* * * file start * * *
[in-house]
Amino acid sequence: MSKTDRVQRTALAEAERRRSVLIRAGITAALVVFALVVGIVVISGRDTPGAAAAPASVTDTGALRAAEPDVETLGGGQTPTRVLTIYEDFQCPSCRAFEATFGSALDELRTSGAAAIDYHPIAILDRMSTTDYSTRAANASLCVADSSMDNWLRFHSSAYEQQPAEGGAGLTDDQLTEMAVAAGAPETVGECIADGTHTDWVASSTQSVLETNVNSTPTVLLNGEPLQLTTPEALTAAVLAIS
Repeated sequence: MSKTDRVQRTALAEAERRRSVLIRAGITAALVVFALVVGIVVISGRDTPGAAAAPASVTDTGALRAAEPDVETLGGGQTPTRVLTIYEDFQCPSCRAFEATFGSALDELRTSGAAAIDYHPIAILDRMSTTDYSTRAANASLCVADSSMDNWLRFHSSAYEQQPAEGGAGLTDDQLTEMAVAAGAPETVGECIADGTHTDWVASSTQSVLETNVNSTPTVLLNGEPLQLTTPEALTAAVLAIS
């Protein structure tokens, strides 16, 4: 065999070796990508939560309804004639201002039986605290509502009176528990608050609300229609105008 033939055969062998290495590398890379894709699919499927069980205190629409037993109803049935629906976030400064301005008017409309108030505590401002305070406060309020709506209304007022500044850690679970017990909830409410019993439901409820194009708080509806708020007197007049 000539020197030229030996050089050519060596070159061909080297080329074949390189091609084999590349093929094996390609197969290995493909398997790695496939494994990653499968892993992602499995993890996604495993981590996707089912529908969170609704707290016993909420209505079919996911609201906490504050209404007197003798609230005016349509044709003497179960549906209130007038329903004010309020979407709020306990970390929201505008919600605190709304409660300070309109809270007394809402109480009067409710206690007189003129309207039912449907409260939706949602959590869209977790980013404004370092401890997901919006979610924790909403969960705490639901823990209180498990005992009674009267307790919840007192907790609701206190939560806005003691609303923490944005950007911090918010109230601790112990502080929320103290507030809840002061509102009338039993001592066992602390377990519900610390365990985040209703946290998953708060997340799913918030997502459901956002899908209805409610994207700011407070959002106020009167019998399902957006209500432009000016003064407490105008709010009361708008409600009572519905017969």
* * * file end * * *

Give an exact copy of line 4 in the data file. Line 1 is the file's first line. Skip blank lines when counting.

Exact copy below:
């Protein structure tokens, strides 16, 4: 065999070796990508939560309804004639201002039986605290509502009176528990608050609300229609105008 033939055969062998290495590398890379894709699919499927069980205190629409037993109803049935629906976030400064301005008017409309108030505590401002305070406060309020709506209304007022500044850690679970017990909830409410019993439901409820194009708080509806708020007197007049 000539020197030229030996050089050519060596070159061909080297080329074949390189091609084999590349093929094996390609197969290995493909398997790695496939494994990653499968892993992602499995993890996604495993981590996707089912529908969170609704707290016993909420209505079919996911609201906490504050209404007197003798609230005016349509044709003497179960549906209130007038329903004010309020979407709020306990970390929201505008919600605190709304409660300070309109809270007394809402109480009067409710206690007189003129309207039912449907409260939706949602959590869209977790980013404004370092401890997901919006979610924790909403969960705490639901823990209180498990005992009674009267307790919840007192907790609701206190939560806005003691609303923490944005950007911090918010109230601790112990502080929320103290507030809840002061509102009338039993001592066992602390377990519900610390365990985040209703946290998953708060997340799913918030997502459901956002899908209805409610994207700011407070959002106020009167019998399902957006209500432009000016003064407490105008709010009361708008409600009572519905017969």